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Inactive Financial Institution Letters 

Fair Credit Reporting Act

FIL-57-97
June 2, 1997

 

TO: CHIEF EXECUTIVE OFFICER AND COMPLIANCE OFFICER
SUBJECT: The Consumer Credit Reporting Reform Act of 1996

The Consumer Credit Reporting Reform Act of 1996 (Reform Act), signed into law September 30, 1996, substantially amended the Fair Credit Reporting Act. The changes incorporated by the Reform Act will have a significant effect on banks that use information from and furnish information to consumer reporting agencies.

Attached is a copy of the revised text of the Fair Credit Reporting Act as amended (FCRA). Since the FCRA does not have implementing regulations, bank management, with its counsel, should review the text carefully to determine the full impact that the Reform Act may have on the bank's operations. One major change contained in the Reform Act permits the Board of Governors of the Federal Reserve System (Federal Reserve Board) to issue interpretations on how the FCRA may apply to banks, savings associations, credit unions and their holding companies. Previously, the Federal Trade Commission was responsible for issuing all interpretations.

We encourage bank management to review the attached text in detail, however, we wish to draw attention to some specific areas in which substantive changes have been made by the Reform Act. These include:

    The ability of affiliates to share information from consumer reports between affiliates if certain compliance procedures are established and followed. . 603(d)(2)(A) and . 615(b)(2)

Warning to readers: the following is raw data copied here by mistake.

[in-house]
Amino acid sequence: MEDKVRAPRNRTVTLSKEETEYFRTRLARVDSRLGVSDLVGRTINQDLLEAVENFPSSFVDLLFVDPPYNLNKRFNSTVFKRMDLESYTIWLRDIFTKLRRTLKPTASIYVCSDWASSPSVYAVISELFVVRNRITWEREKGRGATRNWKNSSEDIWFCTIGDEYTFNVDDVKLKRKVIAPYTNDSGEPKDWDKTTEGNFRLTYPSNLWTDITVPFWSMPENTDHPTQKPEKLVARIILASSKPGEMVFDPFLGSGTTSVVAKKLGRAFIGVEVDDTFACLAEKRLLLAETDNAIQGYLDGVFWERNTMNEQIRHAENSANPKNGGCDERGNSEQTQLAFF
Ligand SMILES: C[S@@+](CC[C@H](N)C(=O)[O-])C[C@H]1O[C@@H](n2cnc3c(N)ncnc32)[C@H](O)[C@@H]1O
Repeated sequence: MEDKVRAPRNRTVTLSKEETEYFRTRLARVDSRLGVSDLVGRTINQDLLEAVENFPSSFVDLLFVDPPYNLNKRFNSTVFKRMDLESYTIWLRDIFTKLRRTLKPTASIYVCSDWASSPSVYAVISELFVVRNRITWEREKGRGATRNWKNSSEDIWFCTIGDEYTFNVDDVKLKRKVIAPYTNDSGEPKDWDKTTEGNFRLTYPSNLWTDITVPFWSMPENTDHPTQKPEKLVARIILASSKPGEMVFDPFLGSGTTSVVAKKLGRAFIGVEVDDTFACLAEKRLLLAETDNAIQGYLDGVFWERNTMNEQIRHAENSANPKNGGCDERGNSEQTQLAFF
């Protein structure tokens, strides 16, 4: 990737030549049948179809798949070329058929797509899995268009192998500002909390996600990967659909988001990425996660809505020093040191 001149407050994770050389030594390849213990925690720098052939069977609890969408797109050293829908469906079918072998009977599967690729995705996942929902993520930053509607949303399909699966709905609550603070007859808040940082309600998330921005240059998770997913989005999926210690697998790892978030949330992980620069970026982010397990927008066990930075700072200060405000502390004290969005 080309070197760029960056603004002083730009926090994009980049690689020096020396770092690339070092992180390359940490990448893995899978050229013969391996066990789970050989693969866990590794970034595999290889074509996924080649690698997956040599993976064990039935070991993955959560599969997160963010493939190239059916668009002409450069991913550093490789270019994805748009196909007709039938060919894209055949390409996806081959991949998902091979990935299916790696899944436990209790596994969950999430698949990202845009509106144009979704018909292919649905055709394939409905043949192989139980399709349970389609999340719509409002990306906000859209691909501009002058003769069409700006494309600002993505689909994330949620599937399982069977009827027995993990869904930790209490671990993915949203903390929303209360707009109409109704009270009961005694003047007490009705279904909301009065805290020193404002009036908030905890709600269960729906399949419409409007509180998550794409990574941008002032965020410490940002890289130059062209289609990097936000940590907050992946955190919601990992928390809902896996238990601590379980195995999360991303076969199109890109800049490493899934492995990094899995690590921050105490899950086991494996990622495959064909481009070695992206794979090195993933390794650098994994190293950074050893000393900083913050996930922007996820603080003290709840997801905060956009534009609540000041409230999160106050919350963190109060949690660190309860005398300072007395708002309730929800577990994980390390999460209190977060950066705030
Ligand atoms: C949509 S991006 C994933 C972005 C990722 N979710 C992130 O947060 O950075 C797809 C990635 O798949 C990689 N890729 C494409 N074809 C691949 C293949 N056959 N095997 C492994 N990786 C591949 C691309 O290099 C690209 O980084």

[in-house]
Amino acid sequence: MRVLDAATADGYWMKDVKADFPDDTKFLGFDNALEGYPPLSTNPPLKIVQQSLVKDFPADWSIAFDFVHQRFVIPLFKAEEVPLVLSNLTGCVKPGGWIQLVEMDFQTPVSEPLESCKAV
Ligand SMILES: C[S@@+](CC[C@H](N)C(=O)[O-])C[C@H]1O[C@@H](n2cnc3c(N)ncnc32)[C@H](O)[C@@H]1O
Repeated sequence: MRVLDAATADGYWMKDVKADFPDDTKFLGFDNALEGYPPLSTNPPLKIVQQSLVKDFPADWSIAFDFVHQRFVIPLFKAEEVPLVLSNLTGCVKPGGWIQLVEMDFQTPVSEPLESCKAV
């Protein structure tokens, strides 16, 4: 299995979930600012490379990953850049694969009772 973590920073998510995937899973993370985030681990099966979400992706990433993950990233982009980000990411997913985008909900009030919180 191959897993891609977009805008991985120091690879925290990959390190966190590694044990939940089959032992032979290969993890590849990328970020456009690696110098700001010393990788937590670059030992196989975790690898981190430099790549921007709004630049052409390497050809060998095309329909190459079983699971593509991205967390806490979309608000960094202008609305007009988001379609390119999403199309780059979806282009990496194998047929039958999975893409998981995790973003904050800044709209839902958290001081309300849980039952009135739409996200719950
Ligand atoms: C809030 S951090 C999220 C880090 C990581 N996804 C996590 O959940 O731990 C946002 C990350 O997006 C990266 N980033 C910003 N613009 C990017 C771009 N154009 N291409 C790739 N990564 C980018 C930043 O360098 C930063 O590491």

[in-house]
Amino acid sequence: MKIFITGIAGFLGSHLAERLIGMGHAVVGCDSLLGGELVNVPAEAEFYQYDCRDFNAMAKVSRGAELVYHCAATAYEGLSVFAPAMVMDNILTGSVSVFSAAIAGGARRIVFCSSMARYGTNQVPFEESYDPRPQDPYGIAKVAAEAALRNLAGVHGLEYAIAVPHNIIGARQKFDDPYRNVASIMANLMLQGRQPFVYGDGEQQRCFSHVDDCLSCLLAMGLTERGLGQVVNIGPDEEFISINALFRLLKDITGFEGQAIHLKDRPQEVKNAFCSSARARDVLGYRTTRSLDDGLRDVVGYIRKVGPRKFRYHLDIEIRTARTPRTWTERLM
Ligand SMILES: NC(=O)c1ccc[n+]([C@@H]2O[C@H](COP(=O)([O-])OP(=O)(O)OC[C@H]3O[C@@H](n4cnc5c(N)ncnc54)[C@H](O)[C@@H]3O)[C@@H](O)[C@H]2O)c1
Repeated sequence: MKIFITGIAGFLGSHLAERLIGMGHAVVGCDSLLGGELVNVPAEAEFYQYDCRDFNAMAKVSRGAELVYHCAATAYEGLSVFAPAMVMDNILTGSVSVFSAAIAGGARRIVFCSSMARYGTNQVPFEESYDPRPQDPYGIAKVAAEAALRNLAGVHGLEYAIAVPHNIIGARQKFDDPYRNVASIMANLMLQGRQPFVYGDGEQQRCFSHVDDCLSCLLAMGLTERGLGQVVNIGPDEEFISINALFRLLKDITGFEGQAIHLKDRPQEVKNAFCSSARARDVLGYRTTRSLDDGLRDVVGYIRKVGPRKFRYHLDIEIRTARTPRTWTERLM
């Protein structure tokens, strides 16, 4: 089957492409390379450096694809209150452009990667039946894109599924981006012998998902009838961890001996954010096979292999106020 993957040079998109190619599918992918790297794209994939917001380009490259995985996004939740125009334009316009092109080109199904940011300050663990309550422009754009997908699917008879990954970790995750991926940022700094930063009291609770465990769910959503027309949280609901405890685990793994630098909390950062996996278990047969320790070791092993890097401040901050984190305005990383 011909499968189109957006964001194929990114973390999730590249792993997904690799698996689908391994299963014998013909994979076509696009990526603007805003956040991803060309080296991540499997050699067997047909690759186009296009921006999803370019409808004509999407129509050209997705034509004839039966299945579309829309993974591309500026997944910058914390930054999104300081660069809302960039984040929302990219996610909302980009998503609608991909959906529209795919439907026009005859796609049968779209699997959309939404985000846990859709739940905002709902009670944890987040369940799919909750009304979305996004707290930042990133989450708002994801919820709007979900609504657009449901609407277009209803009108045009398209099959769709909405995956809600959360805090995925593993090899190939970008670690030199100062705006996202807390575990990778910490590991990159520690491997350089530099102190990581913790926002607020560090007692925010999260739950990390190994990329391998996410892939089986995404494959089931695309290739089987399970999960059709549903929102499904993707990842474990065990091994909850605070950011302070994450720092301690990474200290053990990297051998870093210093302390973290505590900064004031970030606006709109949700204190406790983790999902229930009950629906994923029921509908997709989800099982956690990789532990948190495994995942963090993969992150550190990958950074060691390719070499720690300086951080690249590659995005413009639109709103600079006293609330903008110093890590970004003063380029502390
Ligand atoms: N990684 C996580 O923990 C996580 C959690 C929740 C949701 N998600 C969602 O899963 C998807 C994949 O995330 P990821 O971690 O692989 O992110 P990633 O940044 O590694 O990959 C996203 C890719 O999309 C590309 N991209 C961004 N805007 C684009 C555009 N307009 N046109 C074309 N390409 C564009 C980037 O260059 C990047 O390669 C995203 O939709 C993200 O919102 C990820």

The ability of a bank to disclose to a consumer the contents of the consumer report when adverse action is taken because of information in the consumer report. . 607(c)

    Expanded requirements and disclosures when taking adverse action on the basis of information contained in consumer reports. . 615

    Substantial new requirements for persons who furnish information to consumer reporting agencies. These were not previously covered. . 623

    Clarification of rules involving pre-screening of potential clients from consumer reporting agency files. . 603(l) and (m), . 604(c), . 615(d)

    New civil and criminal liability provisions for violations of the FCRA by any person. . 616, . 617, and . 619

One new requirement, wholly unrelated to the credit granting process, that will substantially affect the human resource activities of financial institutions involves the use of credit reports for employment purposes. New requirements and disclosures are set out in Section 604(b) of the FCRA whenever a consumer report is used for employment purposes. Section 615 continues the requirement for notification in the event adverse action is taken in employment situations where the action is based on information from a consumer reporting agency.

The amendments to the FCRA become effective on September 30, 1997. Since the Reform Act prohibits any agency from adopting regulations to implement any provisions of the FCRA, further guidance will be provided through interpretations from either the Federal Reserve Board or the Federal Trade Commission. It is our understanding that the two agencies are discussing a number of issues regarding the FCRA, however, there is no timetable for the issuance of official interpretations or guidance.

Questions about the FCRA and Reform Act may be directed to either:

    Ken Baebel, Sr. Review Examiner, Division of Compliance and Consumer Affairs, (202) 942-3086, (E-mail; JBaebel@FDIC.gov), or

    Ann Johnson, Counsel, Regulations and Legislation Section, Legal Division, (202) 898-3573, (E-mail; AAJohnson@FDIC.gov).


Carmen J. Sullivan
Director

Attachment: The Fair Credit Reporting Act can be accessed at:

Distribution: FDIC-Supervised Banks (Commercial and Savings)

Last Updated 07/16/1999 communications@fdic.gov